fantasai.lists at inkedblade.net
Wed Dec 6 00:18:07 PST 2006
Mark Baker wrote:
> The real problem here AIUI - at least in the context of HTML 5's
> inferred rel="feed" bit - is not just entry documents, it's any Atom
> document which wouldn't normally be considered a "feed" by a typical
> user; something that most people would be interested in subscribing
> to. An example I gave on the whatwg list was an MHTML-like (MIME
> multipart) package, but there are many other possible examples of
> course; not all RFC 4287 feed documents are "feeds" in this sense.
> If HTML 5 (and current practice) doesn't change, but we defer to them
> for the specification of autodiscovery, then a new media type would be
> one way forward. But it should be reusable for all non-"feed" (i.e.
> from a user POV, as above) Atom documents, not just entry documents;
> perhaps application/atom-no-feed+xml. It's an ugly hack, but it's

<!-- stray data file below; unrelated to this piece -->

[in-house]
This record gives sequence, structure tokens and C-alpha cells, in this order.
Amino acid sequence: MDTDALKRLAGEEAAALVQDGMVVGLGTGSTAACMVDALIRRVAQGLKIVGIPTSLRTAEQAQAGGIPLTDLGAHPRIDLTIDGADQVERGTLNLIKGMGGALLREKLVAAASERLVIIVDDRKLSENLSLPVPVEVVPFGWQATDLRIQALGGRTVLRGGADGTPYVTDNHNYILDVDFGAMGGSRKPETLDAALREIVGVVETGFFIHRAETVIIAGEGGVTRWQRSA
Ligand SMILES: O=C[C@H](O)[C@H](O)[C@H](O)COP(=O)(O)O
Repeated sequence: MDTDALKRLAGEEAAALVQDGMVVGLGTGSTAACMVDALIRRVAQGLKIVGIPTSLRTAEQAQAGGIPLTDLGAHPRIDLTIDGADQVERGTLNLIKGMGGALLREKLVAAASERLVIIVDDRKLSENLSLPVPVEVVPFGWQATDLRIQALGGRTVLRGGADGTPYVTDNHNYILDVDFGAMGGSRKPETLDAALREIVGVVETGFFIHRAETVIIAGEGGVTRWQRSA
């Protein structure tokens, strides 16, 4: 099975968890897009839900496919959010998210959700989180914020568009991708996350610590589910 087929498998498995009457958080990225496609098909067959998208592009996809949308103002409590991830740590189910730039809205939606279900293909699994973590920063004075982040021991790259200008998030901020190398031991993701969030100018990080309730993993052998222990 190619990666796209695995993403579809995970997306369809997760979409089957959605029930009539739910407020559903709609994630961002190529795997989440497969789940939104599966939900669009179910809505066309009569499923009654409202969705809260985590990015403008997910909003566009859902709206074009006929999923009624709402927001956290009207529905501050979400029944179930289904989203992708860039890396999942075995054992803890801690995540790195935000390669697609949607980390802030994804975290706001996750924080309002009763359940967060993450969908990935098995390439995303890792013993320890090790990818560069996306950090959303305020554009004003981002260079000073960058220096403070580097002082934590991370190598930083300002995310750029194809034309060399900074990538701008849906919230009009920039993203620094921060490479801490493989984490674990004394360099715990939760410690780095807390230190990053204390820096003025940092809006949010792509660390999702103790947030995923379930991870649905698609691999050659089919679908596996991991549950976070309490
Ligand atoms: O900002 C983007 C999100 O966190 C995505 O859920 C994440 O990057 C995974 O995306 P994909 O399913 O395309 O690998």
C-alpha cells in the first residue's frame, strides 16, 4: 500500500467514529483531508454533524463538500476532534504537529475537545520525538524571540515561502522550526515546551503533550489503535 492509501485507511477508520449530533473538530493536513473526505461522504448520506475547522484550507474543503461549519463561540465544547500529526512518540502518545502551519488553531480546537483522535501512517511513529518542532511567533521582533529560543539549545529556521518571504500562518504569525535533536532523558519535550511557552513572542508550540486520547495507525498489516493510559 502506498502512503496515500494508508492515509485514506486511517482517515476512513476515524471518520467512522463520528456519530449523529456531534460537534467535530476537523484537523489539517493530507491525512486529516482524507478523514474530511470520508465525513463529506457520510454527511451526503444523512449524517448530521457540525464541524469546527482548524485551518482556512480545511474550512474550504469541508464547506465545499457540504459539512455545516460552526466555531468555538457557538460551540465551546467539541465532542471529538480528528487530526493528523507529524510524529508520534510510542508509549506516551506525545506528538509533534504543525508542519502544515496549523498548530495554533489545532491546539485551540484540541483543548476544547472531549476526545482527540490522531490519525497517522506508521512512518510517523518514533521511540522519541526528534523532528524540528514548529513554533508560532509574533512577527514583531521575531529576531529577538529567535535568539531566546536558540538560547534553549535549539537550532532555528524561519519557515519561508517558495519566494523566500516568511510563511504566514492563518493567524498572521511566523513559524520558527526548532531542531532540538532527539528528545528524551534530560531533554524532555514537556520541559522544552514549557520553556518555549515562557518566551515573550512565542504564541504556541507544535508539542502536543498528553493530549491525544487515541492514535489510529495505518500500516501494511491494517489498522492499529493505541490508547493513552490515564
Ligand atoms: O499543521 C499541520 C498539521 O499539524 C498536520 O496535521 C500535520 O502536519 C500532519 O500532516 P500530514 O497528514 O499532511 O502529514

> better than the alternative of many more specific Atom-related media
> types, which atomentry+xml might set a precedent for.
Note that HTML 5's special handling of alternate+Atom is triggered on a
literal value for the 'type' attribute:
# If the 'alternate' keyword is used with the 'type' attribute set to the value
# 'application/rss+xml' or the value 'application/atom+xml', then the user
# agent must treat the link as it would if it had the 'feed' keyword specified
# as well.
That means rel="feed" won't be implied on an Atom Entry document whether the
new MIME type syntax is chosen to be
It also won't be implied on an Atom feed document if the syntax
is used, as was suggested earlier. This gives us a way to say
<link rel="alternate" href="[..]" type="[atom]">
<link rel="alternate feed" href="[..]" type="[atom]">
and without dropping the 'type' attribute entirely (which was the other
solution pointed out on the whatwg list).
More information about the whatwg